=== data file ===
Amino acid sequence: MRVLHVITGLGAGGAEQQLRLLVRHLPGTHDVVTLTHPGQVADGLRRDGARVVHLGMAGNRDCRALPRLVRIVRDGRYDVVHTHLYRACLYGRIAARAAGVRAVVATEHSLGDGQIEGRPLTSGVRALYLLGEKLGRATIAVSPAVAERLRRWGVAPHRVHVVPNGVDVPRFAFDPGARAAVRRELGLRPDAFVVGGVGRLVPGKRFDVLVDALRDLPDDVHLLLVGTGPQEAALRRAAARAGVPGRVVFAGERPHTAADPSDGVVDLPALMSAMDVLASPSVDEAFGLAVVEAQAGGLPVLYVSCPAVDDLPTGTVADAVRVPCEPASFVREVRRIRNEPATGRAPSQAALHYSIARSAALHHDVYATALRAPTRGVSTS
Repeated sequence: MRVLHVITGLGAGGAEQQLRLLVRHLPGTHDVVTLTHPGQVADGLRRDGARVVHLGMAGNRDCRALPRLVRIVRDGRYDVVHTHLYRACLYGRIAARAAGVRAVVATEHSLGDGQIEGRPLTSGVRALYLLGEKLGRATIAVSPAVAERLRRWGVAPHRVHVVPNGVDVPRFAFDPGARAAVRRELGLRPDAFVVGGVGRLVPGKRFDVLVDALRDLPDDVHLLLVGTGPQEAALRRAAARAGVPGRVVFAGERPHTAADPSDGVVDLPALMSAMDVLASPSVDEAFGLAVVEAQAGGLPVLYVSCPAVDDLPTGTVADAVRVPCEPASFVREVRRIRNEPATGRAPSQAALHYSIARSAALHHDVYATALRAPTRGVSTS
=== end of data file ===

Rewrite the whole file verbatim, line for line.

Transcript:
Amino acid sequence: MRVLHVITGLGAGGAEQQLRLLVRHLPGTHDVVTLTHPGQVADGLRRDGARVVHLGMAGNRDCRALPRLVRIVRDGRYDVVHTHLYRACLYGRIAARAAGVRAVVATEHSLGDGQIEGRPLTSGVRALYLLGEKLGRATIAVSPAVAERLRRWGVAPHRVHVVPNGVDVPRFAFDPGARAAVRRELGLRPDAFVVGGVGRLVPGKRFDVLVDALRDLPDDVHLLLVGTGPQEAALRRAAARAGVPGRVVFAGERPHTAADPSDGVVDLPALMSAMDVLASPSVDEAFGLAVVEAQAGGLPVLYVSCPAVDDLPTGTVADAVRVPCEPASFVREVRRIRNEPATGRAPSQAALHYSIARSAALHHDVYATALRAPTRGVSTS
Repeated sequence: MRVLHVITGLGAGGAEQQLRLLVRHLPGTHDVVTLTHPGQVADGLRRDGARVVHLGMAGNRDCRALPRLVRIVRDGRYDVVHTHLYRACLYGRIAARAAGVRAVVATEHSLGDGQIEGRPLTSGVRALYLLGEKLGRATIAVSPAVAERLRRWGVAPHRVHVVPNGVDVPRFAFDPGARAAVRRELGLRPDAFVVGGVGRLVPGKRFDVLVDALRDLPDDVHLLLVGTGPQEAALRRAAARAGVPGRVVFAGERPHTAADPSDGVVDLPALMSAMDVLASPSVDEAFGLAVVEAQAGGLPVLYVSCPAVDDLPTGTVADAVRVPCEPASFVREVRRIRNEPATGRAPSQAALHYSIARSAALHHDVYATALRAPTRGVSTS